Have you ever dreamed of a solution to your Institutional Effectiveness (IE) challenges, but then realized that there are institutional barriers to your success? We have all been to conferences where we sit in the audience listening to an institution present an amazing “Best Practice” in IE, only to realize that it would never work at our institution due to organizational inertia. Organizational inertia is the tendency of an institution to continue on its current trajectory due to resource or routine rigidity.
Congratulations, you’ve received your CARES Act funding through the Higher Education Emergency Relief Fund (HEERF). We’ve put together some critical information about the venues for allocation of the Institutional Portion (“IP”) of those funds and internal controls to ensure and demonstrate that funds were properly used (Please click here to see how SPOL facilitates internal controls via Planning and Budget).
Now that the US Dept of Education has released additional funding for higher education under the Coronavirus Response and Relief Supplemental Appropriations Act of 2021, supplementary to the original Coronavirus Aid, Relief, and Economic Security Act (CARES) of 2020, public and non-profit colleges and universities have access to federal funds which can be used for supporting certain institutional operations. Institutions can now apply for HEERF II funding if they did not receive HEERF I funding. Under HEERF II Public and Private Nonprofit Institution (a)(1) Programs, at least 50% of funds must be committed to student aid. Institutions can use the remaining funds not committed to student aid for:
Pivoting resources to respond to change, such as the COVID-19 pandemic, is essential for today’s higher education institutions. Not only must your institution shift funding quickly, but it must also continue to plan and allocate resources for the future.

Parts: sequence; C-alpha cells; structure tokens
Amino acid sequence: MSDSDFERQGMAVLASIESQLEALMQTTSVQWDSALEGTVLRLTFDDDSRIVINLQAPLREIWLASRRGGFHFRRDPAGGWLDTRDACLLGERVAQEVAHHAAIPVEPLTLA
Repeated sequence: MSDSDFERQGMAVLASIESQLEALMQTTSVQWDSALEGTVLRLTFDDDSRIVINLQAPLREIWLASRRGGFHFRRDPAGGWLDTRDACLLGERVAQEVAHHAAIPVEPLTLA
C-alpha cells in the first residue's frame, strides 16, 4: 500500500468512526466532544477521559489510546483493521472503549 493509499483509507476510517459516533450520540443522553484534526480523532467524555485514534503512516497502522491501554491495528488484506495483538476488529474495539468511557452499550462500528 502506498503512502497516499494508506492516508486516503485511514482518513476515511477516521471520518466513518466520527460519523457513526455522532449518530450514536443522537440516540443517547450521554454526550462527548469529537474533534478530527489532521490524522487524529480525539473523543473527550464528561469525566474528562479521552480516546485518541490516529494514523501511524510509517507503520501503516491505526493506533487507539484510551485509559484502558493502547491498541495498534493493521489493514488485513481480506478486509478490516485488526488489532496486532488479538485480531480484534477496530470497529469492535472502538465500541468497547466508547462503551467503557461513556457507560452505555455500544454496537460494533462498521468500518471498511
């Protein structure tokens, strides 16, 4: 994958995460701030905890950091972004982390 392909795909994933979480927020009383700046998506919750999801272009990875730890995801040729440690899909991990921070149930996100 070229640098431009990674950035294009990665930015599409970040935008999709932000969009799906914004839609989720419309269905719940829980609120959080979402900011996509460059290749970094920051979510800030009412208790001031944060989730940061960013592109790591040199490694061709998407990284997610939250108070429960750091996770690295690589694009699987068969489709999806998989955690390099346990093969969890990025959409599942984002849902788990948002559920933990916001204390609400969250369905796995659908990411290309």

Below, we share a few considerations as your institution reevaluates resources to meet the needs to students and faculty during this challenging time.
The COVID-19 pandemic has palpably reshaped lives and businesses. Higher education, in particular, has found itself pivoting rapidly to ensure safety, adjust myriad processes, maintain academic rigor, drive administrative productivity, and keep institutions on mission.
Developing or updating a strategic plan for an institution of higher education is a substantial endeavor. Engaging colleagues in committee and subcommittee meetings, discussing the future direction of the institution, and coming to a consensus on goals to guide the institution for the life of the plan: these considerations are at the heart of the collaborative process that is strategic planning in higher education.
In our last post, we talked about what the seven accreditation regions in the U.S. have in common in terms of their standards regarding institutional effectiveness. Now let’s talk about the differences in how the regions address institutional effectiveness.
I had the opportunity to present a webinar to the members of OCAIR (Overseas Chinese Association for Institutional Research, https://ocair.org/). The topic was “Institutional Effectiveness in Higher Education: A Nationwide Perspective”. In the webinar, I compared and contrasted how institutional effectiveness is discussed in the standards and principles of the seven regional accrediting agencies in the United States.